Kepler’s observations of Neptune help pave the way for weather studies beyond the solar system.
A little light can illuminate a lot from afar. For Neptune, our eighth planet in the solar system it may mean getting a weather forecast. In 2014, NASA’s Kepler telescope observed small changes in reflected light off of Neptune’s atmosphere. These slight changes gave scientists clues about Neptune’s cloud cover which produces weather. The variations in light from Neptune are similar to those seen on other planets Kepler keeps its eye on: exoplanets. The similarity suggests that Kepler may be able to see evidence of weather on planets far outside our solar system. Watch the videos to learn more.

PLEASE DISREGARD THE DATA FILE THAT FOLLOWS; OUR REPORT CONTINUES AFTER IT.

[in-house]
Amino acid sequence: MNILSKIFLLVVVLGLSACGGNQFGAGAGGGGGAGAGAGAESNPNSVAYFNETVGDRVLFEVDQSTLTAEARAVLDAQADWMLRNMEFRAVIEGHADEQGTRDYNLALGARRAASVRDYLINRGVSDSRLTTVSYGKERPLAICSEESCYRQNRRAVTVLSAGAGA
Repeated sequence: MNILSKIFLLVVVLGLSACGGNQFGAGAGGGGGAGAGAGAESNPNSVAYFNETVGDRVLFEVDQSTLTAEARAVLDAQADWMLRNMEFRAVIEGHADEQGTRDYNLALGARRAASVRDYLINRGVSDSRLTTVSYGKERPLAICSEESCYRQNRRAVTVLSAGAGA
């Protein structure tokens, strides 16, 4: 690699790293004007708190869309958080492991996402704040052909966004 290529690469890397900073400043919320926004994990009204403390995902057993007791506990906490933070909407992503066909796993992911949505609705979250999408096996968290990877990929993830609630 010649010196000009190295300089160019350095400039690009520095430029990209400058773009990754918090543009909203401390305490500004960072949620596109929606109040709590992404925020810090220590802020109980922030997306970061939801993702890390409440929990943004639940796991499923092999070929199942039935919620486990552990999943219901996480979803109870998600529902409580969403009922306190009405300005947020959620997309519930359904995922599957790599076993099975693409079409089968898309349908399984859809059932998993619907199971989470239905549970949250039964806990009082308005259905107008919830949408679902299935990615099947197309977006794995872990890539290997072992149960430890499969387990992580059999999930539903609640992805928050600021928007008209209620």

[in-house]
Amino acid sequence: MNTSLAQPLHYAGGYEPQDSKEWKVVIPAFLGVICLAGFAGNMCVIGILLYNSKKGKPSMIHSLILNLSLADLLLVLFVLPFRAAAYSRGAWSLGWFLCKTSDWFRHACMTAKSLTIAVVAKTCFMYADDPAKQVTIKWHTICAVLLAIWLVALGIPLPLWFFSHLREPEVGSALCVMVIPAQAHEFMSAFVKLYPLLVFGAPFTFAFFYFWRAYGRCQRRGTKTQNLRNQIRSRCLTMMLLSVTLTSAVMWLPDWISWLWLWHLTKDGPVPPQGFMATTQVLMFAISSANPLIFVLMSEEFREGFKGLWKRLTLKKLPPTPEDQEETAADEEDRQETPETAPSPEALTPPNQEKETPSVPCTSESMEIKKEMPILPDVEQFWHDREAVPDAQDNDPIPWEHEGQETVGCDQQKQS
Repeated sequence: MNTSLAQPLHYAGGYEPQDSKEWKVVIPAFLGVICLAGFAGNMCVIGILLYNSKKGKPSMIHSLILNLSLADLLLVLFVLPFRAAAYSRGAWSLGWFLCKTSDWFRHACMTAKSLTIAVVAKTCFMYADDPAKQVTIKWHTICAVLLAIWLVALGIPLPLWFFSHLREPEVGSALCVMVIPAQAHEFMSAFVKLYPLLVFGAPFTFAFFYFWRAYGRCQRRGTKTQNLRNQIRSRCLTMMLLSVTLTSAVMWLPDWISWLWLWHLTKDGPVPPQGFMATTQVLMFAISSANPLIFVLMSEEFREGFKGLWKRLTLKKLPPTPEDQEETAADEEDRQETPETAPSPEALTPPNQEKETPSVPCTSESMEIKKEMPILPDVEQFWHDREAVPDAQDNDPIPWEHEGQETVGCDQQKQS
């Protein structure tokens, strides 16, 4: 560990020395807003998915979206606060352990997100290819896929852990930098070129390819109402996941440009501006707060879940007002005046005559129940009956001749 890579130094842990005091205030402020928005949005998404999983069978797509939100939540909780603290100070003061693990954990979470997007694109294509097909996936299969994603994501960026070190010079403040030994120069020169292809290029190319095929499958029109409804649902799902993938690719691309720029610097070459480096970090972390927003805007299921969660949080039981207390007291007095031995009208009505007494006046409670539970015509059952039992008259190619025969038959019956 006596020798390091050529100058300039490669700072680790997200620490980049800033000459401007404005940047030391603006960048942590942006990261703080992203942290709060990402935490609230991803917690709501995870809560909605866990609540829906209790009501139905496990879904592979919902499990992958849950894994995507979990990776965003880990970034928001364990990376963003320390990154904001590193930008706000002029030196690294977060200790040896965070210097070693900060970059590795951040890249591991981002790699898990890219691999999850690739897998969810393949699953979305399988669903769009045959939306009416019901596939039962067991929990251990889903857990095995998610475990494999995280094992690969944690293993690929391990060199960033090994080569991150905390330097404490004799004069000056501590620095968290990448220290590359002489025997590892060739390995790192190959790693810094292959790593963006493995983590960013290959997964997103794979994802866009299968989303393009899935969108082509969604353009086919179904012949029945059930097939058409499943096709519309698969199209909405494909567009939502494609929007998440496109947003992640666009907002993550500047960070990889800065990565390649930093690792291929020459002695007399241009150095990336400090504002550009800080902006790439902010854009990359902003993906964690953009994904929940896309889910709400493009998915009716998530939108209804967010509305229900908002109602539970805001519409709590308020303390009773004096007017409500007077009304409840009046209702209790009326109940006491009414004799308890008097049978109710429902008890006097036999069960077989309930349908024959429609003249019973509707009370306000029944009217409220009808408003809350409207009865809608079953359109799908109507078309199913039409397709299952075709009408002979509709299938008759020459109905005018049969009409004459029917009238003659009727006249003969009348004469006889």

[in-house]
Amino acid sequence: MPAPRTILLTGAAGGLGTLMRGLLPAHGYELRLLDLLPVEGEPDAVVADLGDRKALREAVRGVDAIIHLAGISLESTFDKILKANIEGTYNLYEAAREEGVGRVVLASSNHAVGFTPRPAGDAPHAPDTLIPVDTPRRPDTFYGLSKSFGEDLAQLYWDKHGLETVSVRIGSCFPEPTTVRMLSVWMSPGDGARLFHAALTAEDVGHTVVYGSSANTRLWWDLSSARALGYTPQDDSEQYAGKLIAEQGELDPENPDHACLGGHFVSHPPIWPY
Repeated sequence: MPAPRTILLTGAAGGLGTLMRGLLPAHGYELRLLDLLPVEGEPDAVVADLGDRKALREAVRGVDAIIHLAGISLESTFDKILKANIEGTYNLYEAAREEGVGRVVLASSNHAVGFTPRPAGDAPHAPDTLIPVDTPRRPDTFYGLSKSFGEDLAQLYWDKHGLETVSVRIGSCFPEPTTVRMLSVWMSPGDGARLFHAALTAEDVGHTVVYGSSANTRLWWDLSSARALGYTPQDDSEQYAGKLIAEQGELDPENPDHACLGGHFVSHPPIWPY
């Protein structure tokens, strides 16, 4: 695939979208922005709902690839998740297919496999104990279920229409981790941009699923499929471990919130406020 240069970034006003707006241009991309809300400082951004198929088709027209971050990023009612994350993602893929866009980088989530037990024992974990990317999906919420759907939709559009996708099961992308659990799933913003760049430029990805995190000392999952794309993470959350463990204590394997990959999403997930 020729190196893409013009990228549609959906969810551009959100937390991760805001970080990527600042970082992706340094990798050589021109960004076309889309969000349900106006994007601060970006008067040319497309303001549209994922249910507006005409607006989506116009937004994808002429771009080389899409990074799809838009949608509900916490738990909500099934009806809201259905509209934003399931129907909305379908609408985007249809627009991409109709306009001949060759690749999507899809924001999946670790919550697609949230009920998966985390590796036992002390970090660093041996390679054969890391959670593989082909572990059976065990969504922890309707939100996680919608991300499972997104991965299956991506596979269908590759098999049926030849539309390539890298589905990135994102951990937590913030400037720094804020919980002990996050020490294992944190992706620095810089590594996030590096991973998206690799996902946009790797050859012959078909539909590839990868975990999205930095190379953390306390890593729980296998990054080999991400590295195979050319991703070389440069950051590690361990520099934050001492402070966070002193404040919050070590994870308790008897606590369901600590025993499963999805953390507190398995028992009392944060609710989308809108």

Neptune passed through Kepler's field of view in late 2014, allowing scientists to measure reflected sunlight.
Neptune and its line of orbit are shown in the telescope’s view, which is broken into multiple images shown by the squares.
NASA’s Kepler spacecraft is positioned to look out along the ecliptic, or plane of the solar system, to search for exoplanets beyond the sun.
Since its launch in 2009, Kepler has found more than 1,000 confirmed exoplanets by observing dips in the light emitted by stars.
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Please give credit for this item to:
NASA's Scientific Visualization Studio
Image Processing: Paul Schenk (Lunar and Planetary Institute) and Björn Jónsson (The Planetary Society)
Graphics by Scott Wiessinger (USRA) and Astrophotography by Tųnc Tezel (The World At Night)